Scotland v Samoa fan’s view: Better than last week’s tripe but far from a prime cut

Scotland's No 8 Blade Thomson is tackled by Samoa's Josh Tyrell and Henry Taefu. Picture: AFP/Getty Images
Scotland's No 8 Blade Thomson is tackled by Samoa's Josh Tyrell and Henry Taefu. Picture: AFP/Getty Images
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This was a marginally better cut than last Sunday’s tripe that Scotland served up versus Ireland.

Maybe it is the optimism that kills you. Having an expectation of the execution of the basic skills by this unquestionably skilful set of 
Scotland backs is surely not too much to ask for. The inaccuracy of the passing stood out glaringly time and time again in this encounter.

But Gregor Townsend’s 
all-changed back row performed superbly. He and forwards coach Danny Wilson will be delighted with the way that they linked and carried. Albeit Samoa were a far easier proposition than Ireland, this match could well have sounded the death knell of the post Rugby World Cup Test careers of John Barclay and Ryan Wilson. Magnus Bradbury had any amount of effective carries. Jamie Ritchie’s
link to set up Greg Laidlaw’s try (Scotland’s second) on 34 minutes was part of a wonderful piece of interplay.

Blade Thomson is a hard man to stop on the gain line and is an 
awkward runner to put down early.

Samoa had performed poorly in this year’s Pacific Nations Cup (won by Japan) and had delivered a patchy effort against Russia in their Pool A opener, where they were behind 5-6 at half-time before pushing on to a 34-9 victory. This was, by no means, a vintage Samoa team, shorn further of two front-liners, banned for dangerous tackles in that Russian game. Great Samoan Test stars of previous campaigns would have been licking their lips at this encounter, getting stuck in to a wobbling Scotland, but this lot couldn’t take advantage of any of the opportunities that came their way. Their indiscipline again cost them in this match leading to two penalty tries (worth a straight seven points these days) which also translated into two yellow cards for the same player, so it was a deserved red for their try-scoring machine, wing Ed Fidow.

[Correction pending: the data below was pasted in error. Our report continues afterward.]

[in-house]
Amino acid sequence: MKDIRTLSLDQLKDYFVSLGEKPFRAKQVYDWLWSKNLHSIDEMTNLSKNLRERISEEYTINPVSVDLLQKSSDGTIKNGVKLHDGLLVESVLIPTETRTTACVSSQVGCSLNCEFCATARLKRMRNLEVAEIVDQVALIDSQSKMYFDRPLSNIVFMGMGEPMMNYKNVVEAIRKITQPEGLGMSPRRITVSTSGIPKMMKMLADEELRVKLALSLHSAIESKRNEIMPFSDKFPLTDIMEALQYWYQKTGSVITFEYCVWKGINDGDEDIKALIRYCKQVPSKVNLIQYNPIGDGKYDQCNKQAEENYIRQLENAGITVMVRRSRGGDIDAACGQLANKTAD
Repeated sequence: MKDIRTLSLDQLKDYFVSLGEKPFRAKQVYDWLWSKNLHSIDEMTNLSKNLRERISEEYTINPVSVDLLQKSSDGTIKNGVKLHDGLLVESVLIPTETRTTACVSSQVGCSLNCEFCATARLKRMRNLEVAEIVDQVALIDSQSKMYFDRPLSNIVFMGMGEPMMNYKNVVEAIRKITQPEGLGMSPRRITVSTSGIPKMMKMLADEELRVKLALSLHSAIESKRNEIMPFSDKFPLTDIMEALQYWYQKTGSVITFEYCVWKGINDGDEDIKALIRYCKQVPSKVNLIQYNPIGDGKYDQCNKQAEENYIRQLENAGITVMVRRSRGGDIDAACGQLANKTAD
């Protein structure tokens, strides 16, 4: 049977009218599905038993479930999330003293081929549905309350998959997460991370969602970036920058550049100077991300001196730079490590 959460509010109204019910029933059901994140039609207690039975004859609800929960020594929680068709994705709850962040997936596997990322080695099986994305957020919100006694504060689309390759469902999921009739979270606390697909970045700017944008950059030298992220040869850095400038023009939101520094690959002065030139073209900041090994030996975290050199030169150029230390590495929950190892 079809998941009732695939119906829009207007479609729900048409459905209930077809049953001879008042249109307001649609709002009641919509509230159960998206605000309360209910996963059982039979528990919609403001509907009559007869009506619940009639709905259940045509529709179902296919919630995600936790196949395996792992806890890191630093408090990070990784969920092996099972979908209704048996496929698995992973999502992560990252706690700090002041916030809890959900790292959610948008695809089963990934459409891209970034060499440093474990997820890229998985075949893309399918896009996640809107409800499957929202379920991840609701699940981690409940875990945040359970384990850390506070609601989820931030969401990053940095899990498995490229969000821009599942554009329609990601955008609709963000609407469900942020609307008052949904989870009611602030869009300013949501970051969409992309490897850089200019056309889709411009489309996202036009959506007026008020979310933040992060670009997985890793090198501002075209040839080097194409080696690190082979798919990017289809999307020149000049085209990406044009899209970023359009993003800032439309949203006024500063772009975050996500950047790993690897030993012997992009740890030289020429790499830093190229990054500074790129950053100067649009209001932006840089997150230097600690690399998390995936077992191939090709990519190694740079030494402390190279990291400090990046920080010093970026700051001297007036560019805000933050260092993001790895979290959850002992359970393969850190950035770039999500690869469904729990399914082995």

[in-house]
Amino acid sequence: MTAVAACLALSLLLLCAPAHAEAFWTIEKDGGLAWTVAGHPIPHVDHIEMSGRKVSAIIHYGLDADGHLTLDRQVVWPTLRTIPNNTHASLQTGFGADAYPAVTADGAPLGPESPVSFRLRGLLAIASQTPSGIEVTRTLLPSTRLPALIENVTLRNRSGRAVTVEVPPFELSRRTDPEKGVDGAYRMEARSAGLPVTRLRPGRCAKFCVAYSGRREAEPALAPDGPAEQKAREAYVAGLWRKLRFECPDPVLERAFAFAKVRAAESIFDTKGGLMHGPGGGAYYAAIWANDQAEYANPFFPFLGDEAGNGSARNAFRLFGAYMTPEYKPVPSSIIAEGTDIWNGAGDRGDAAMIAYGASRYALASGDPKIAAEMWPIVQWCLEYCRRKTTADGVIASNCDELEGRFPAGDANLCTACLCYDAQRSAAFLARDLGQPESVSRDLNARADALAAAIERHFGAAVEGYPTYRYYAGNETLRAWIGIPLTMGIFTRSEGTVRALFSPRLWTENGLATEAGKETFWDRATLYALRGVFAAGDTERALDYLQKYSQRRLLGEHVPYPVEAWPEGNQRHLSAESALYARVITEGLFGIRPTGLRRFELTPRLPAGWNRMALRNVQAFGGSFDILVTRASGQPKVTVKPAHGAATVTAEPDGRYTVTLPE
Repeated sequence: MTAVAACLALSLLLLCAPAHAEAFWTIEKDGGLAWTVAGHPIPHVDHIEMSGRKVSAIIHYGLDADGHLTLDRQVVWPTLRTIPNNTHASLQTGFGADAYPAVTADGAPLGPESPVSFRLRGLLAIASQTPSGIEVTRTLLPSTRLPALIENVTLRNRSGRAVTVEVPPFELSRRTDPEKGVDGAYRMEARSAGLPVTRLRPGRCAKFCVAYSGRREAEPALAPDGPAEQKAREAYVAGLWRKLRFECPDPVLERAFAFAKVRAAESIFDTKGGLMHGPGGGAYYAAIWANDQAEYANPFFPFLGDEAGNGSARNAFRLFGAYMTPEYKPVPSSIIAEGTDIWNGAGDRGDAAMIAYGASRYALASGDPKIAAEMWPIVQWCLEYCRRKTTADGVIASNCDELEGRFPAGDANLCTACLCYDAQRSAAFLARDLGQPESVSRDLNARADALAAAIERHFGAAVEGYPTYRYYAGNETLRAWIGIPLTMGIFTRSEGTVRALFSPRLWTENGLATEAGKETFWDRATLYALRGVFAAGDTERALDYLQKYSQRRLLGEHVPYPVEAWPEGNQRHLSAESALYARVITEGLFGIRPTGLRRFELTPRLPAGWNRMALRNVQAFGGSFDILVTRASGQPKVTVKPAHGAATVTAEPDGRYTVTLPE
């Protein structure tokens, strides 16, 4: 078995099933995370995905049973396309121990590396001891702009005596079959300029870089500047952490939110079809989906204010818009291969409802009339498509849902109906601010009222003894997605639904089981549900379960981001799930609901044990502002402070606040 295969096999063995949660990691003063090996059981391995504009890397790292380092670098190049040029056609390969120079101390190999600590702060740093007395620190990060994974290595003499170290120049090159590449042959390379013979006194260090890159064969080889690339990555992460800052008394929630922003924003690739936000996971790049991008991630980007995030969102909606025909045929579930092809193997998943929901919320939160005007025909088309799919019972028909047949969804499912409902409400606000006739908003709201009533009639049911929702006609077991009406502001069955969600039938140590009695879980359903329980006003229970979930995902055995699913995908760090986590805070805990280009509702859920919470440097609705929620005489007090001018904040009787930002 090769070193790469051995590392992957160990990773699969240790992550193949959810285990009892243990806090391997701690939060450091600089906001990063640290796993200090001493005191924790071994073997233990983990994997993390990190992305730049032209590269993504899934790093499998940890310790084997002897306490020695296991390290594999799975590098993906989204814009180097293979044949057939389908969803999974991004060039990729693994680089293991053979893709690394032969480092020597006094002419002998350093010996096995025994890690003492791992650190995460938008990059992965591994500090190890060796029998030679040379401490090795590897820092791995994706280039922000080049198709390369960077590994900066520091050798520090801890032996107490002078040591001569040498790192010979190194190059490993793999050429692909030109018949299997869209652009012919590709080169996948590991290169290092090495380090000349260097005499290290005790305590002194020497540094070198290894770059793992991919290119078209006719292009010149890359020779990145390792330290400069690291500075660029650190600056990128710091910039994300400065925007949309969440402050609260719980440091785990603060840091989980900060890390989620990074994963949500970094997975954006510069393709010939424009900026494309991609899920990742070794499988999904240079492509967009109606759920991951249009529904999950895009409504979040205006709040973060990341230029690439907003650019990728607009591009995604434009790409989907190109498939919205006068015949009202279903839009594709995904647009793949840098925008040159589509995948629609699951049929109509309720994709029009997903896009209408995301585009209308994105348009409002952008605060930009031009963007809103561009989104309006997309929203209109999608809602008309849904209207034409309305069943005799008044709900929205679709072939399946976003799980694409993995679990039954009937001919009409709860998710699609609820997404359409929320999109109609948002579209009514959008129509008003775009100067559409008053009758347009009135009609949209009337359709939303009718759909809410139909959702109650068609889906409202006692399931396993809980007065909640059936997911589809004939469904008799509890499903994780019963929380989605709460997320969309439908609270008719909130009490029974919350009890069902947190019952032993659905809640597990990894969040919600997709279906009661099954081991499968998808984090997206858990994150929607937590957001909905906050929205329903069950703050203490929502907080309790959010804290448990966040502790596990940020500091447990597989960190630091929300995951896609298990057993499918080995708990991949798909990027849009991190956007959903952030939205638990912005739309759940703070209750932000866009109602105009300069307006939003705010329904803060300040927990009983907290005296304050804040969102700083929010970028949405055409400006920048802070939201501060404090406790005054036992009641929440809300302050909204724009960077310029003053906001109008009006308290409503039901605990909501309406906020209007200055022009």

Scotland’s profligacy with ball in hand and boot on ball knew no bounds. A couple of examples that stick in the memory were after the break. Sam Johnson’s straightforward drop of the ball after a Stuart Hogg penalty touch finder gave Scotland a great attacking position. This was closely followed by Finn Russell’s pass high over Darcy Graham’s head directly into touch after a powerful attacking scrum. Again, just after half-time, Hogg, pictured, had a couple of errant, 
simple punts, one which went straight into touch and another penalty punt that failed to make touch. These basics need to be executed accurately; in these examples the players were under no serious pressure.

The Japanese know all about 
accuracy then applying and 
maintaining extreme pressure on their opponents and capitalising on mistakes: Ireland buckled.

This Scotland team will have to deliver an extremely accurate and well-executed game plan a week on Sunday after they have disposed of Russia next week to stand any chance of knocking the host 
nation out of the World Cup and putting themselves into the 
quarter-finals.

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